If there is one thing you can rely on in Bali, it’s the fabulous food. Coupled with a stunning location, you have La Lucciola at Seminyak. After a stroll along the main street accompanied by the cacophony of traffic and populace, reaching La Lucciola was nirvana.

1.La Lucciola2.La Lucciola

Seated on the upstairs balcony, the gentle sea breeze mingled with that of the overhead fans and the tranquil view perfected the scene.

3.La Lucciola

The undrinkable water forced us to order cocktails instead, anything to quench the thirst.

The flower arrangements were quite spectacular, even in the bathrooms.

The meals disappeared too quickly for photographs but I caught a couple of the desserts.

After lunch, we walked onto the sands, soft and golden on this part of the island.

11.Seminyak Beach

Seminyak Beach comprises three adjoining coastal strips, the southernmost bordering Legian Beach.

12.Seminyak Beach

This little squirrel has certainly chosen a lovely spot to call home.

Sanur Beach

After spending a sultry, sweaty morning at GWK Cultural Park, we sought the solace of the seaside. Sanur Beach Market Place offered a beautiful beachside location for lunch.

1.Sanur Beach Market Bar & Restaurant2.Sanur Beach

Sanur Beach is Bali’s earliest beach resort, the golden sands a contrast to the dark volcanic grains of Seseh.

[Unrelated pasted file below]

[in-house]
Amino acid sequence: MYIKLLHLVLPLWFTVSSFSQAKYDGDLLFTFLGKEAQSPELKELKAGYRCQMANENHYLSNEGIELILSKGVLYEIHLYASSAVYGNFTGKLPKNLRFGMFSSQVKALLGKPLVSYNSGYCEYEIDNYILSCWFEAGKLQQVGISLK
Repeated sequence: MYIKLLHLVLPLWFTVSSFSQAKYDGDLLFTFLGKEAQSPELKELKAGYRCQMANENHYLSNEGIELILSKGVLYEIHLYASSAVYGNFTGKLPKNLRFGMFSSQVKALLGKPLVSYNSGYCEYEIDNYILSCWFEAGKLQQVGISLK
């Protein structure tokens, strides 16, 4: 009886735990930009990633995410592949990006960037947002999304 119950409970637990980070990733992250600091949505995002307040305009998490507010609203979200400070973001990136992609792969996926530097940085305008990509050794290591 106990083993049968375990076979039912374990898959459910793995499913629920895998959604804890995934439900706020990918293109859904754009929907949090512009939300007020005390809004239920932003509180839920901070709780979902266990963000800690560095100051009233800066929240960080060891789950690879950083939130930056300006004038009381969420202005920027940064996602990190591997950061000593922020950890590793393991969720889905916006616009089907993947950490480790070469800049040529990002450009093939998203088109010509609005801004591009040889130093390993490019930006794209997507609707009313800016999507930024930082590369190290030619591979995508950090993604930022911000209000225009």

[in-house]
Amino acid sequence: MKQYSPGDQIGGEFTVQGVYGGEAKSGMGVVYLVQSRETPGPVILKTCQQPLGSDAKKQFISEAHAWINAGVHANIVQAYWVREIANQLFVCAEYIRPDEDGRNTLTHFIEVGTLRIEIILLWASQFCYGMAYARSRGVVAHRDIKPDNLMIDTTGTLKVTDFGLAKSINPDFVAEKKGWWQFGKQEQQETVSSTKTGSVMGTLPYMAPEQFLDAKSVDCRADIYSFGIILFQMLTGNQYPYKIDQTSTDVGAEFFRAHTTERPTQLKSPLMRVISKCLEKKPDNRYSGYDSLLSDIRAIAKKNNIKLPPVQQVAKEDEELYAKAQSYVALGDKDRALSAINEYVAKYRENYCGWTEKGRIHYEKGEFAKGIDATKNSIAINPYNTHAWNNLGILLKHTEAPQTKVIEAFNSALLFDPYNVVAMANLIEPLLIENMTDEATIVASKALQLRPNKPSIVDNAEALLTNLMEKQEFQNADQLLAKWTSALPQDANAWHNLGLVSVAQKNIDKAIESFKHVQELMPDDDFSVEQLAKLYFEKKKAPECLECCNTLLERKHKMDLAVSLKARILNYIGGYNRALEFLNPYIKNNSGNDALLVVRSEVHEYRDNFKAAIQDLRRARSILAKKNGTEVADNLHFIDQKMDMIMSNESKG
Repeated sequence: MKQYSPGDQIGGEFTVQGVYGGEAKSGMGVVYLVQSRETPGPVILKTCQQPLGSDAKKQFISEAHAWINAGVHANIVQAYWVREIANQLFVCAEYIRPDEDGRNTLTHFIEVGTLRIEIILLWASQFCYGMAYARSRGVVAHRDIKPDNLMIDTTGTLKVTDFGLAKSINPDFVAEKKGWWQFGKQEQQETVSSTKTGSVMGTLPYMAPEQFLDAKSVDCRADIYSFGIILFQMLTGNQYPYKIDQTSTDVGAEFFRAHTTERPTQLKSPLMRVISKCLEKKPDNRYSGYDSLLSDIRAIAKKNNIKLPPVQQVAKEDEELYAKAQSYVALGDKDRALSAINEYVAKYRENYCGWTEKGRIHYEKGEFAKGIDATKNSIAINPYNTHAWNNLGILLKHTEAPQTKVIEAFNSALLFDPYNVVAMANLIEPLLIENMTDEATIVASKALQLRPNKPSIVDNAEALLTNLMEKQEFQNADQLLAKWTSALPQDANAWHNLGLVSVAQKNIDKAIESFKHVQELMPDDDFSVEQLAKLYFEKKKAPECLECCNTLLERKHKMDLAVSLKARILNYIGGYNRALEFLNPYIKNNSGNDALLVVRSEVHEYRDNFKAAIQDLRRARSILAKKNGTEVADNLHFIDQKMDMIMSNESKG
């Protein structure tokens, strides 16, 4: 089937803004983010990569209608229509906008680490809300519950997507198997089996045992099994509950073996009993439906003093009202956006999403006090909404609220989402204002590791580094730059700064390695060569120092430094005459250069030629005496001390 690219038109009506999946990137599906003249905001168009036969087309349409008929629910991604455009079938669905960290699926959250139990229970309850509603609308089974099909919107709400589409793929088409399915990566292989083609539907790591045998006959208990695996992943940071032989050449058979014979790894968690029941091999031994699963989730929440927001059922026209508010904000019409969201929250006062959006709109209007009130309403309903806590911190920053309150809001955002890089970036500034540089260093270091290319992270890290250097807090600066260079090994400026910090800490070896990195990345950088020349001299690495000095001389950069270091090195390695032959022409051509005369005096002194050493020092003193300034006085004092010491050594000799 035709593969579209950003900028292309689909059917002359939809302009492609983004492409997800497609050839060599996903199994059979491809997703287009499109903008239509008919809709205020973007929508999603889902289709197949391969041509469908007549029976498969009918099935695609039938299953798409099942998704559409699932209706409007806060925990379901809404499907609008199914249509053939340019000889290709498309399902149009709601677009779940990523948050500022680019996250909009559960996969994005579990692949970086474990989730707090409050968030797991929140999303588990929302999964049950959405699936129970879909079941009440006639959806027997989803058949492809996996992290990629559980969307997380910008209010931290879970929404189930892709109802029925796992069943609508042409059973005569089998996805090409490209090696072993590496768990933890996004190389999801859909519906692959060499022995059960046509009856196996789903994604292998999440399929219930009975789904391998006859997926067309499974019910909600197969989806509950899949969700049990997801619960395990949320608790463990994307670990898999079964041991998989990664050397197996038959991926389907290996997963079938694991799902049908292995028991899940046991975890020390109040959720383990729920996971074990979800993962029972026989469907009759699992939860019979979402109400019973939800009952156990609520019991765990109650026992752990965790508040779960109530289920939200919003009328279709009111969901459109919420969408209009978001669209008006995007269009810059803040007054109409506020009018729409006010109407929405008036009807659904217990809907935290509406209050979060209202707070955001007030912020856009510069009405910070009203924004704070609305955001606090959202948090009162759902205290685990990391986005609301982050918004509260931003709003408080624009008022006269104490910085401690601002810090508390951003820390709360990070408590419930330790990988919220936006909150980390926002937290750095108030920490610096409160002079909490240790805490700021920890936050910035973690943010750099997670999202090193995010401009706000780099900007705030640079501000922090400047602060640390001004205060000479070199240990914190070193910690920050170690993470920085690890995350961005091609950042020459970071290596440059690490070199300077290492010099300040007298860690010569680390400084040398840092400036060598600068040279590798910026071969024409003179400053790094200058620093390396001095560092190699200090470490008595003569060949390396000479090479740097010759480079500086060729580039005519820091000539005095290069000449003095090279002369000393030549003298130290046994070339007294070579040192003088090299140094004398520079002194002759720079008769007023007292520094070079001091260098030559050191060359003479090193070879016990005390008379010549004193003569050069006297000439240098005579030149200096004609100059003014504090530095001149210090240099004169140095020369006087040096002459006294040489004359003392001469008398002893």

3.Sanur Beach4.Sanur Beach

We were appalled by the condition of some dogs we had seen in Bali but this fella looked very contented in the sunshine.

5.Bali dog

A group of musical orphans wound their way through the market. I couldn’t resist a donation, although I knew it wasn’t nearly enough.

6.orphans

Suffering the worst case of cankles known to womankind, I was easily convinced to partake of a post prandial fish spa. Despite his pedal sensitivity, Michael bravely accompanied me in the experience.

7.fish spa

The tiny, toothless garra rufa fish nibble enticingly at the unwanted dead tissue on the feet, fortunately leaving the good stuff alone.

8.fish spa9.fish spa

Time for another beer………

 

Busselton

After a day spent savouring the digestible delights of Margaret River, and a peaceful amble through a magnificent Karri forest, we thought there wasn’t much else we could do to top off a wonderful day. We were wrong. We arrived in Busselton as the sun was setting, casting an eerie light to the east. The longest wooden jetty in the southern hemisphere, Busselton Jetty stretches almost two kilometres out to sea.

1a.Busselton jetty

Construction began in 1853 and the jetty was gradually extended until the 1960s. Closed to shipping in 1972, a period of neglect ensued, along with damage by a cyclone in 1978 and a fire in 1999. The jetty has since been restored and the Underwater Observatory at the end is on the list of things to see next time.

1.Busselton jetty

Toward the west, the descending sun was creating a spectacle.

2.Busselton

We were the only ones on the sheltered beach, the calm waters of Geographe Bay gently lapping at the shore. The changing palette was mesmerising as Sol slipped below the horizon.

3.Busselton4.Busselton5.Busselton6.Busselton

A perfect end to a glorious day.

7.Busselton